The schedule had the crews working in hurricane season, and precautions were taken to make sure the job site was prepared for high winds. “When Hurricane Irma was approaching, I checked every single weather update every day until it made landfall,” Leonard recalls. “It hit on a Monday, and a full week ahead of that we were cleaning the roofs and preparing the gutters. We removed all debris on the jobsite because any trash on the roof could clog the downspouts. We added more and more men to the process throughout the week, and we shut the jobsite down on Wednesday. We took all of the material we had, stacked it, bundled it together, and we were able to move it all inside the building. We were pretty well complete on the Hensel-Phelps side, and Turner Kiewit brought in 40-foot Conex boxes for us to put our material in and secure it. They tried really hard to make sure the jobsite was secure.”

As the storm progressed, it deviated from the projected path, and no one could be certain which direction the winds might be coming from. “We just had to start battening everything down,” Leonard recalls.

Photos: Architectural Sheet Metal Inc.

Stacks of panels on the roof that were not yet installed were strapped every 2 feet on center. The entire state was in emergency mode, making things difficult. “For four or five days before the storm even hit, we couldn’t find water, rope and extension cords. Grocery stores were running out of supplies. Gas stations were running out of gas.”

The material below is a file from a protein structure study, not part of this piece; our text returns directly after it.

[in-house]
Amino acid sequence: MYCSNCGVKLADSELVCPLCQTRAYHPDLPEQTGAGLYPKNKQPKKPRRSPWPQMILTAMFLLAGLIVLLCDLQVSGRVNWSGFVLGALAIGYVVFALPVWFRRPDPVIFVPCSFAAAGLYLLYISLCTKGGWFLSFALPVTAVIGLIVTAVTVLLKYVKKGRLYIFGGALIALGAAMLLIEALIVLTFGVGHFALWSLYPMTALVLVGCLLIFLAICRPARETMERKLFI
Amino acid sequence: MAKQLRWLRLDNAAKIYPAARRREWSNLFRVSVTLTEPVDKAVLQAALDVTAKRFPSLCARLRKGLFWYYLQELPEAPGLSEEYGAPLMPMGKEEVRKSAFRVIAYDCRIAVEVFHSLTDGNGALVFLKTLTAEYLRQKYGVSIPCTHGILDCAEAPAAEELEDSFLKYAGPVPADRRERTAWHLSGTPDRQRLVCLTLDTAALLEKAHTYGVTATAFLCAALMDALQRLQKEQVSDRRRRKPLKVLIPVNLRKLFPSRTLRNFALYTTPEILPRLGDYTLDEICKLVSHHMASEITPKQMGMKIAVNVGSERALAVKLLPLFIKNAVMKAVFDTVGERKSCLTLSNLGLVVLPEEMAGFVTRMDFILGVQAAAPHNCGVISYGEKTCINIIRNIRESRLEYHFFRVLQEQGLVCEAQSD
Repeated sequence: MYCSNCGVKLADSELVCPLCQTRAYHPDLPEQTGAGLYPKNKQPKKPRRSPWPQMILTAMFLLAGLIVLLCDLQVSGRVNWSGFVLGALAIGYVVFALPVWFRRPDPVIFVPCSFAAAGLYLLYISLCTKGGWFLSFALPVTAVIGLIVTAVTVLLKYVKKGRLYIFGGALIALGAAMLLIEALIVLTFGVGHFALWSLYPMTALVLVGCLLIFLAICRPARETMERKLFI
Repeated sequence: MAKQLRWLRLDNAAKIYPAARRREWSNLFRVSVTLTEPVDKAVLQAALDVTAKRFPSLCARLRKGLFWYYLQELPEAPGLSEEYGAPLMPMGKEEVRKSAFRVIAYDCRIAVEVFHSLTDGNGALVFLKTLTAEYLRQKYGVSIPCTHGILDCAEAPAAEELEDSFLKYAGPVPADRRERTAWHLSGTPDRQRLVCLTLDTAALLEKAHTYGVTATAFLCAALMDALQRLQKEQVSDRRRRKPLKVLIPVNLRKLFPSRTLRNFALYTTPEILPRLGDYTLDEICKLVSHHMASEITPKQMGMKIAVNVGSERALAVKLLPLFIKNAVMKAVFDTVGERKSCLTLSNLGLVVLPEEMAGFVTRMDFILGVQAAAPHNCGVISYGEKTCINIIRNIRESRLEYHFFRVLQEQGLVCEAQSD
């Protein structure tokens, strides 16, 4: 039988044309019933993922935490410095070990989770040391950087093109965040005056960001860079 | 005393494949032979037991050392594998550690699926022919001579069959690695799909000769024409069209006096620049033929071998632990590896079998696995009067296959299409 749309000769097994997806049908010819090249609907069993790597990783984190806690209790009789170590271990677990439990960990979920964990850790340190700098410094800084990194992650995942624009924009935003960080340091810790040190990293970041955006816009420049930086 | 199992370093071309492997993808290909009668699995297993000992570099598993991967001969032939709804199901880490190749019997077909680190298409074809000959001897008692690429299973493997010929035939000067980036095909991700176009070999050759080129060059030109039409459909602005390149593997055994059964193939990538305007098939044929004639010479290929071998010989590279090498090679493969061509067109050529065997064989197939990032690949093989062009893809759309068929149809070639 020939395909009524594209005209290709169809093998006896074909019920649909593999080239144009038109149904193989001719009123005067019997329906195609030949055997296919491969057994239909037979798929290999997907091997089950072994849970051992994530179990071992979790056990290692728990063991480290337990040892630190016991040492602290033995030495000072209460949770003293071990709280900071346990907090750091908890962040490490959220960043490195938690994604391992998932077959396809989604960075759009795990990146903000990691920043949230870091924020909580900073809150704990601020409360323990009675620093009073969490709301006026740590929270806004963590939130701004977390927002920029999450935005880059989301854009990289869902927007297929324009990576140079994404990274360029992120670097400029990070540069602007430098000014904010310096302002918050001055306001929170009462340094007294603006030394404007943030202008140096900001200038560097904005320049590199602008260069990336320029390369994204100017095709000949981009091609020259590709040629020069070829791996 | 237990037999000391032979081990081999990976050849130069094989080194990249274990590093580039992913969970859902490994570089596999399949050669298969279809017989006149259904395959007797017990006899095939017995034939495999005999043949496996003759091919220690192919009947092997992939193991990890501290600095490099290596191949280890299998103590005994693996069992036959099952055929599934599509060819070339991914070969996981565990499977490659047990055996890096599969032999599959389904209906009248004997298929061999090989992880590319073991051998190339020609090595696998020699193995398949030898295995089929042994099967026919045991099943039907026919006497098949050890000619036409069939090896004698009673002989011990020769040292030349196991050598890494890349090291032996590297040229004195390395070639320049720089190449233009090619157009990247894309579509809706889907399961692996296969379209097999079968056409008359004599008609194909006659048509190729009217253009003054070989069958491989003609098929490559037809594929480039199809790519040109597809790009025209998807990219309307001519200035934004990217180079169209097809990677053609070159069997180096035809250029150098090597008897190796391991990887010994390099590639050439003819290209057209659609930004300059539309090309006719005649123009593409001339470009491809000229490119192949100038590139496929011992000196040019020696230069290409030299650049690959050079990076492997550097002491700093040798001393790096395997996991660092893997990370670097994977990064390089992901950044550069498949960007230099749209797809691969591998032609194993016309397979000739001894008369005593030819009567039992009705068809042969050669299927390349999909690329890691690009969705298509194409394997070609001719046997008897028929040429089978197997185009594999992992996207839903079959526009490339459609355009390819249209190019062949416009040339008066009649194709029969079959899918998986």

After the storm passed, Leonard breathed a sigh of relief. The roof wasn’t damaged. The panels that had already been installed were in great shape, and the uninstalled panels weren’t harmed.

Elements like the weather are beyond anyone’s control, and Leonard notes his company tries to control as many variables as it can. “We have full control over the actual fabrication of the material and the quality of it,” he says. “When I call something in, I talk to our guy who works with me. Our company oversees it. Every morning I stop by the shop and follow up on the process on the way to the job site. We install it. I can make sure everything is OK.”

The project is nearing completion, and Leonard can’t wait to finish a landmark project he’ll see every time he makes a trip to the airport. “You can’t miss it,” he says. “It’s huge.”

TEAM

Architect: HKS Architects, Orlando, Florida, HKSinc.com
General Contractors: Hensel Phelps, Greeley, Colorado, HenselPhelps.com; and a joint venture between Turner Construction, Orlando, Florida, Turnerconstruction.com, and Kiewit, Sunrise, Florida, Kiewit.com
Metal Roofing Contractor: Architectural Sheet Metal Inc., Orlando, Florida, ASMfl.com

MATERIALS

Standing Seam Metal Roof: Berridge Zee-Lock Double-Lock, Zinc-Cote, Berridge Manufacturing, Berridge.com
Underlayment: MFM Ultra-HT Wind & Water Seal, MFM Building Products, MFMbp.com
Cover Board: DensDeck, Georgia-Pacific, Buildgp.com

Ultra-Steep Slope Roof Poses Challenges in Historic Church Re-Roofing Project